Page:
Reviews

Jack Whitten at Museum of Contemporary Art San Diego

San Diego

Jack Whitten, Black Monolith, II: Homage To Ralph Ellison The Invisible Man, 1994, mixed media on canvas, 58" x 52". ©JACK WHITTEN/COURTESY THE ARTIST, ALEXANDER GRAY ASSOCIATES, NEW YORK, AND ZENO X GALLERY, ANTWERP

Jack Whitten, Black Monolith, II: Homage To Ralph Ellison The Invisible Man, 1994, mixed media on canvas, 58" x 52".

©JACK WHITTEN/COURTESY THE ARTIST, ALEXANDER GRAY ASSOCIATES, NEW YORK, AND ZENO X GALLERY, ANTWERP

The first item in this five-decade survey of Jack Whitten’s abstract painting is a surprise. Unlike the boldly colored, mosaic-like works for which Whitten is best known, Self Portrait I (2014) presents a mass of eerily glimmering detritus on a dead black background. It’s a forbidding image of the artist, suggesting the final, crackling emissions of a dying brain. And yet it sums up—and even celebrates—a career dedicated to infusing abstraction with political and social content.

Born in Bessemer, Alabama, in 1939, Whitten moved to New York in 1960 and attended the Cooper Union for the Advancement of Science and Art. Initially inspired by the Abstract Expressionists, he ultimately charted his own path, exploring the plastic properties of acrylic paint.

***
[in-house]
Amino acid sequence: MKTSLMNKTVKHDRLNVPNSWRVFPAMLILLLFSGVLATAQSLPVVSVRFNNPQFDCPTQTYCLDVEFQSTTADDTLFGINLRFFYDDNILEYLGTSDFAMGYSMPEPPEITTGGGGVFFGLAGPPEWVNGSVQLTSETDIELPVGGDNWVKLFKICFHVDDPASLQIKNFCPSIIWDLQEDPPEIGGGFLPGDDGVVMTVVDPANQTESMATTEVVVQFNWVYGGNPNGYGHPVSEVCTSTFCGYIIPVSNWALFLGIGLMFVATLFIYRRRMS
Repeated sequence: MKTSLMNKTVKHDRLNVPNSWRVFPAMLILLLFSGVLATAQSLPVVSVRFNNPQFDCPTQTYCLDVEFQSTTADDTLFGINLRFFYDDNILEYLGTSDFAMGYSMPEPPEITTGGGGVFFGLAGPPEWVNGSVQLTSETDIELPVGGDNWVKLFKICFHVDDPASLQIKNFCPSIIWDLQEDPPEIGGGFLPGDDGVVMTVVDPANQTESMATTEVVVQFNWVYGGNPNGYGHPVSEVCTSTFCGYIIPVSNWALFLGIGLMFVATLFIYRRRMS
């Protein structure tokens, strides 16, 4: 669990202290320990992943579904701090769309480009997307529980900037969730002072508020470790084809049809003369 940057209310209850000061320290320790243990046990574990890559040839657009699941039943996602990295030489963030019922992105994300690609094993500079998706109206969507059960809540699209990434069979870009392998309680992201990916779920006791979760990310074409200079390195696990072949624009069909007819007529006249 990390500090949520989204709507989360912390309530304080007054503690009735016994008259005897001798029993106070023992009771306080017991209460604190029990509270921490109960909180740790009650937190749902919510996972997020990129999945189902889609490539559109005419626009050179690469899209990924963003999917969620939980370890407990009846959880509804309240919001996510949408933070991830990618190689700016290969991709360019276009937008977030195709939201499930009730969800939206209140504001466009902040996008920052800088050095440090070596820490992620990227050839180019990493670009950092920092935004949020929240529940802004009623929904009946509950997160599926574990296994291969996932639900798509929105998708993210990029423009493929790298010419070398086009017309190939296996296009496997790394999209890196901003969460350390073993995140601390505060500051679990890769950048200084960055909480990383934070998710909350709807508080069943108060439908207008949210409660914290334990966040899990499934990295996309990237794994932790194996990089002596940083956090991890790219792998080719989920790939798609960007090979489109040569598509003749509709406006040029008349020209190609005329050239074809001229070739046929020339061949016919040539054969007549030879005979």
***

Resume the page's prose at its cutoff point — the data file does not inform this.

In the 1960s and 1970s, Whitten’s works evolved from dark, barely perceptible images to thick skins of streaked pigment made by pouring and dragging paint across canvas to delicately gridded abstractions. Since the mid-1980s, he has concentrated on densely textured surfaces, at first casting and then carving into acrylic paint and, later, casting pigmented acrylic medium into tiles. These tiles are then applied to the canvas like pieces of a mosaic, often in combination with poured paint as in Zeitgeist Traps (For Michael Goldberg), 2009, in which swirling acrylic tesserae surround three islands of liquid-looking color. In the relatively light-hearted Apps for Obama (2011), the artist seems to be imagining extra-technological aids for dealing with presidential challenges. Cast squares and circles of pigmented acrylic float on a shimmering blue background like computer keys or talismans.

Many of the paintings that Whitten has made in the last 25 years are tributes to people he admires, including artist Jacob Lawrence, congresswoman Barbara Jordan, and writer Ralph Ellison. Like Whitten’s self-portrait, these works contain no realistic details, but they bristle with triumphant life.

A version of this story originally appeared in the December 2014 issue of ARTnews on page 120.

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